A teacher from our summer institute, The Seat of War and Peace, reflects on the program and a lesson she designed to help students examine the history of Confederate monuments and the push to have them removed.
Historic sites and museums provide a wide range of professional development opportunities for teachers, especially in the summer. What do educators really want to learn? And what makes a great learning experience? From 2016 to 2018, staff from Ford’s Theatre and researchers from George Washington University are partnering with the Institute of Museum and Library Services to find answers to these questions.
Though it premiered in 1949, Death of Salesman—like all classics—sounds strikingly relevant to our modern ears. Miller was taking aim at the myth of the American dream in post-war America, but his critique continues to ring true today
Arthur Miller believed that there was only one humanity and that all people share common experiences, triumphs and tribulations. This article explores how Miller's classic Death of a Salesman exemplifies that ideal.
Fifty years after Arthur Miller wrote Death of a Salesman, our cast reflects on how timeless the story has remained. Craig Wallace, Kimberly Schraf, Danny Gavigan and Thomas Keegan share their perspective on the roles they play and how they relate to the Loman family.
More than 1,000 D.C.-area students attendour student matinee performances each year. LaMar Bagley, Ed.D., Director of Student Life for The SEED School of Washington, D.C., has brought his classes for 10 years. LaMar says the experience teaches his students critical thinking and allows them to draw correlations between the history told on stage and their own lives.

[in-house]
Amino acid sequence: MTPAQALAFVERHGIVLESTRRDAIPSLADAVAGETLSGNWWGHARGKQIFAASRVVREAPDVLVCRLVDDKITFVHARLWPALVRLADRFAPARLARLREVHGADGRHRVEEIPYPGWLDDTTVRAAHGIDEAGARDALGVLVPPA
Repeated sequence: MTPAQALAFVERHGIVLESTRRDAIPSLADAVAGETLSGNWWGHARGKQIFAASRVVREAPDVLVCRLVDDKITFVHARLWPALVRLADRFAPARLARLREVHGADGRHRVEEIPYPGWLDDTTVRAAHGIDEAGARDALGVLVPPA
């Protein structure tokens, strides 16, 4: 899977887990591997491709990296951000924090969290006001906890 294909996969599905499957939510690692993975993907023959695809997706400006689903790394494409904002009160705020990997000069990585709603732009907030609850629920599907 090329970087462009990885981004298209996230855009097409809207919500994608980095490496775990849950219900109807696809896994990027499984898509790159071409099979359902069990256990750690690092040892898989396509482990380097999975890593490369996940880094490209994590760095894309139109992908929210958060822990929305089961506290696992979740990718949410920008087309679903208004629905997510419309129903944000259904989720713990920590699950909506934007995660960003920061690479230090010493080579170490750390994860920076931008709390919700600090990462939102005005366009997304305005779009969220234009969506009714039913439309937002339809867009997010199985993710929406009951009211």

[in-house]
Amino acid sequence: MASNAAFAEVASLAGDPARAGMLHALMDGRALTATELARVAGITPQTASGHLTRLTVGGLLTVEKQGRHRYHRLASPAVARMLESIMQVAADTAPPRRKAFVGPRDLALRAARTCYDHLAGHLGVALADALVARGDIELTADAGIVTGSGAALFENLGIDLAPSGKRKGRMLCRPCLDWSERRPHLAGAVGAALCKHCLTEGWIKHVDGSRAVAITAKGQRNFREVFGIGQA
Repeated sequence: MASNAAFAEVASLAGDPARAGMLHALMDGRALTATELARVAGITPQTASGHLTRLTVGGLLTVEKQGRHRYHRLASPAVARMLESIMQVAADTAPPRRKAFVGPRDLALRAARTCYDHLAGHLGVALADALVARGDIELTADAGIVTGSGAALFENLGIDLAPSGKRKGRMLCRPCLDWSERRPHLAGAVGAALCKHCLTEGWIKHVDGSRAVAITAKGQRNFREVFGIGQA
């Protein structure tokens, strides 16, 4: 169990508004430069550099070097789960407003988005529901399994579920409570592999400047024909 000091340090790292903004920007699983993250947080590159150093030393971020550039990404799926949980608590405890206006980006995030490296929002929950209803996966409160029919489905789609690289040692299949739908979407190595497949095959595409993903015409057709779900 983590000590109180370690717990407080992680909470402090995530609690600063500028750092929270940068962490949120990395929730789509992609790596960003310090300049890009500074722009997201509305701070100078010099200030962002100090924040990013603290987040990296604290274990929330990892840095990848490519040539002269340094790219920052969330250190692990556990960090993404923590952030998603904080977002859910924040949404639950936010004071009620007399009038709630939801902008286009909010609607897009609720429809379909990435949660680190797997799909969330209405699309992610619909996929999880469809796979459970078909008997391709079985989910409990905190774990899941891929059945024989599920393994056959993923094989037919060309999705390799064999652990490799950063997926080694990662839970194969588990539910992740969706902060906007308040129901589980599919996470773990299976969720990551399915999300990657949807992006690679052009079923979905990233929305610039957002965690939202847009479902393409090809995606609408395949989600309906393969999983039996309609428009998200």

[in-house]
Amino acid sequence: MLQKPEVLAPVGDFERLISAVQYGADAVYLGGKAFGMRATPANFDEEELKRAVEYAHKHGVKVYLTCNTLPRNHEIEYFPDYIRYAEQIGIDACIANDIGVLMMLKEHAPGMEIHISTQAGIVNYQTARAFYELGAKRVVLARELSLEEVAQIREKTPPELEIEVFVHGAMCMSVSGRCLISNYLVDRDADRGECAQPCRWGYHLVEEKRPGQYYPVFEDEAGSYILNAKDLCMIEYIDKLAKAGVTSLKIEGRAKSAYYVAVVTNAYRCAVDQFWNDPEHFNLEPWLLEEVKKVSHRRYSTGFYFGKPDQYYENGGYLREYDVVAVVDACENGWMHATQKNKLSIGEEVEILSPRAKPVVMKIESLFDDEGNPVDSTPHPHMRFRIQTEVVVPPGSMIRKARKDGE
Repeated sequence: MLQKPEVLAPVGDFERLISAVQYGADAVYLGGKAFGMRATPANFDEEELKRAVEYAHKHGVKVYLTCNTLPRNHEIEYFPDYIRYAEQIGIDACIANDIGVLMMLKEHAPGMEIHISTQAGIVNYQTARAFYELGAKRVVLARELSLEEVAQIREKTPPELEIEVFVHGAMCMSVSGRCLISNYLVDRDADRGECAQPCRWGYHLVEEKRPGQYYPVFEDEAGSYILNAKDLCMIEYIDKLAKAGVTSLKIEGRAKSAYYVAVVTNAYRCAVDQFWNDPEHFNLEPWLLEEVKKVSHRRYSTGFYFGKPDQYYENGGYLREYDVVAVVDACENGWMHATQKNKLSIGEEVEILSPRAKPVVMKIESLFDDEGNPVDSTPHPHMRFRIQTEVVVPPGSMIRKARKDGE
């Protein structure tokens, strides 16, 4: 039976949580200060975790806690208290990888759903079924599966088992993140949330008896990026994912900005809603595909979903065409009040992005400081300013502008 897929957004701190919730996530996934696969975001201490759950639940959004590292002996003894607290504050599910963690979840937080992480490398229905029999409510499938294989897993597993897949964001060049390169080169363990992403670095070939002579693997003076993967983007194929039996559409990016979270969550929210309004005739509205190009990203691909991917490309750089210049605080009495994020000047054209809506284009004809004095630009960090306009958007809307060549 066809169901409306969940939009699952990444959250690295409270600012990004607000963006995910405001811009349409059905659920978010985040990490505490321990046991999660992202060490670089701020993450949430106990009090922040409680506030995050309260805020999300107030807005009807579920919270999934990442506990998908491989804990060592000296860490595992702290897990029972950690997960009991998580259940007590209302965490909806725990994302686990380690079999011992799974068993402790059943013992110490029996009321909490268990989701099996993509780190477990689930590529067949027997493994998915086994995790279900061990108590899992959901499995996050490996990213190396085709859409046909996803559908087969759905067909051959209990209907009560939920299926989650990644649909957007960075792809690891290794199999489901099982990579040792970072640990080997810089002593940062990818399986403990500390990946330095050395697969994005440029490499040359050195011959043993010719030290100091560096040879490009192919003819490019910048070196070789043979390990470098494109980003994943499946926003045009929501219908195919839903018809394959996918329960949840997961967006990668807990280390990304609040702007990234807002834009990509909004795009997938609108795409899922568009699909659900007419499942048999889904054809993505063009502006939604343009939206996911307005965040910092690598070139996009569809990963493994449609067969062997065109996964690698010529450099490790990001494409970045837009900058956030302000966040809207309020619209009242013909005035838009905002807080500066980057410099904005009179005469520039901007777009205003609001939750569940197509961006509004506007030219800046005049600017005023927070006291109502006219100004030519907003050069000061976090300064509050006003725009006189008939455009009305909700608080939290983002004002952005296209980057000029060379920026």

The Southern Poverty Law Center (SPLC) surveyed more than 10,000 administrators, teachers, counselors and support staff about their post-election classroom and school environment. Data showed that half of teachers surveyed were uncomfortable bringing up the election and politics in their classrooms. We must build a community where students feel comfortable exchanging ideas. Creating a safe learning environment starts on day one of the school year.
A field trip to Ford’s Theatre is a great way to teach the Lincoln assassination, what Washington was like during the Civil war, Lincoln’s presidency, Reconstruction and even historical memory and legacy. Here’s how to make place-based learning a memorable #BestTripEver for your kids this year.
The musical Ragtime tells a story set just after the turn of the 20th century, when the United States became known as a melting pot. As we see in the musical, Americans of this era experienced great social upheaval as a new century dawned.